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Opinion: Richard Pinney, agricultural specialist, Knights Professional Services

BrexitPolitics

The UK farming industry is facing unprecedented changes. Increasing demands from the restaurant and retail industries, coupled with an unsettled political and economic landscape, means the future of the farming industry is at a pivotal point.

 

Brexit brings uncertainty for many while being a catalyst for change. Add to this other ingredients, such as the environment, public access and energy supplies, it beggars belief UK farming still offers some of the poorest returns of all UK sectors.

 

UK farming must rise to the challenge of providing quality luxuries on the one hand and cheap sustenance on the other. Never before has food production been under such scrutiny from supermarkets, suppliers and consumers.

 

All too often legislation is passed by Government which fails to consider the farming cycles and farmers are left short-changed while retailers pocket the profits.

 

Sadly, with a focus on their city status and future careers, our politicians and academics will not deliver a lasting benefit.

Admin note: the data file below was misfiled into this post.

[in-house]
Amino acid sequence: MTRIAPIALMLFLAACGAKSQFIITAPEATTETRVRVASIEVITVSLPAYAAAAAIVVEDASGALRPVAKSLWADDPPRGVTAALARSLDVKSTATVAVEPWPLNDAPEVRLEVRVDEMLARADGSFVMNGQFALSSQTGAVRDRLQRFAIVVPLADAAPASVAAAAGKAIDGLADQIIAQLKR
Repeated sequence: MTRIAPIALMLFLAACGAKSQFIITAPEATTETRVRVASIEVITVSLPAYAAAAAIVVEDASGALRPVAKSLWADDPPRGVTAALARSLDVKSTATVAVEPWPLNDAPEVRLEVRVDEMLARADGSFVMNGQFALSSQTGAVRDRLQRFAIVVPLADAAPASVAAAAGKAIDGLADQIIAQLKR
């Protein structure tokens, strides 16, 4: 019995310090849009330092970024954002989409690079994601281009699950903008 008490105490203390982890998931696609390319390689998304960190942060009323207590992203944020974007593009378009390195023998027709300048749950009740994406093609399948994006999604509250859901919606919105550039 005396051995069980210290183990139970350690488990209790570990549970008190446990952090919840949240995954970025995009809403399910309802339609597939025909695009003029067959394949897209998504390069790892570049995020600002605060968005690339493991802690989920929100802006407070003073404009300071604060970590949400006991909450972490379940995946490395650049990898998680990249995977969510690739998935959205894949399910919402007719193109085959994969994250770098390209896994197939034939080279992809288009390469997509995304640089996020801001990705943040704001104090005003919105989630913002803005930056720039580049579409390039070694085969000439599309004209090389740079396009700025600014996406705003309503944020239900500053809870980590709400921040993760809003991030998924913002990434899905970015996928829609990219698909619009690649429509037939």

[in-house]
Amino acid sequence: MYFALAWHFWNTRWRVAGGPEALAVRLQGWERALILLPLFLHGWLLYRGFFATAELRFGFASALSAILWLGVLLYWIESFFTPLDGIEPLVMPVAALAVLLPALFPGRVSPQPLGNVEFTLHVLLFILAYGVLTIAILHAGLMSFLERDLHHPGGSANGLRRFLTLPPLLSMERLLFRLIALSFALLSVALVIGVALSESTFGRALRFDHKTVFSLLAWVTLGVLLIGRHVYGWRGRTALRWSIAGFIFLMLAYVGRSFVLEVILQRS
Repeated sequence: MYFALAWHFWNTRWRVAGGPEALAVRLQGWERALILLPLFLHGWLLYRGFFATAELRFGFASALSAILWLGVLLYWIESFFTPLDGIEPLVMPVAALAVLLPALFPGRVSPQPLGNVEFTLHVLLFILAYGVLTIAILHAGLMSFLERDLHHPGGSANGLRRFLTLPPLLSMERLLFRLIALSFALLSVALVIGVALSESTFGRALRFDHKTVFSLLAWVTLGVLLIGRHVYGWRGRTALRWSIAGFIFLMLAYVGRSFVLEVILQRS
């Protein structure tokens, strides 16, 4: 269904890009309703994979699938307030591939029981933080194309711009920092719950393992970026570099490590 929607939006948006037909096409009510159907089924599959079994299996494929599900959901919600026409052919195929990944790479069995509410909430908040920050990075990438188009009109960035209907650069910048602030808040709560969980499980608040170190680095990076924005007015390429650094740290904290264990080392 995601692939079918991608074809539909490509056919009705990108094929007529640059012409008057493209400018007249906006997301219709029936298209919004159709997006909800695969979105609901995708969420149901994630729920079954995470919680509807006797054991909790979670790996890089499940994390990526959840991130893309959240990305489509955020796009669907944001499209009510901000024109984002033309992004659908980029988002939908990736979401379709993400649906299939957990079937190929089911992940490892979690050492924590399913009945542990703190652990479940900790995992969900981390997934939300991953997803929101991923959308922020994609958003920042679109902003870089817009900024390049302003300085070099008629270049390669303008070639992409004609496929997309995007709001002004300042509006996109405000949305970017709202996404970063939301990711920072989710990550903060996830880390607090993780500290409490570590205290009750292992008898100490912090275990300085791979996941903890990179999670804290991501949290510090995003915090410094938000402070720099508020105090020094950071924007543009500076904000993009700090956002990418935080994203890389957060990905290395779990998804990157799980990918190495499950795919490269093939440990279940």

Change needs to be led by the farmers themselves and industry captains are calling for real farming generals to help make this happen.

 

Most family farms are running on a partnership basis which rely on legislation passed in 1890. Yet agriculture provided £3.3 billion towards our gross domestic product.

 

With proper statutes, a fair tax system and managed market, reliance on subsidies may be reduced as a genuine competition takes over to sustain domestic production.

 

Farming generals, as opposed to general farmers, need to lead the change and create long-term business plans to ensure profitability. Investment in machinery, development of strategic business plans to maintain growth and, importantly, outlining a clear succession plan will all help secure the future of the UK farming market.

 

As soon as the industry strengthens and stabilises itself, farmers will be in a better position to demand better policies and budgets as opposed to being on the receiving end of democratic compromises brought about by faddish foodies and bullish supermarkets.

Farmers Guardian
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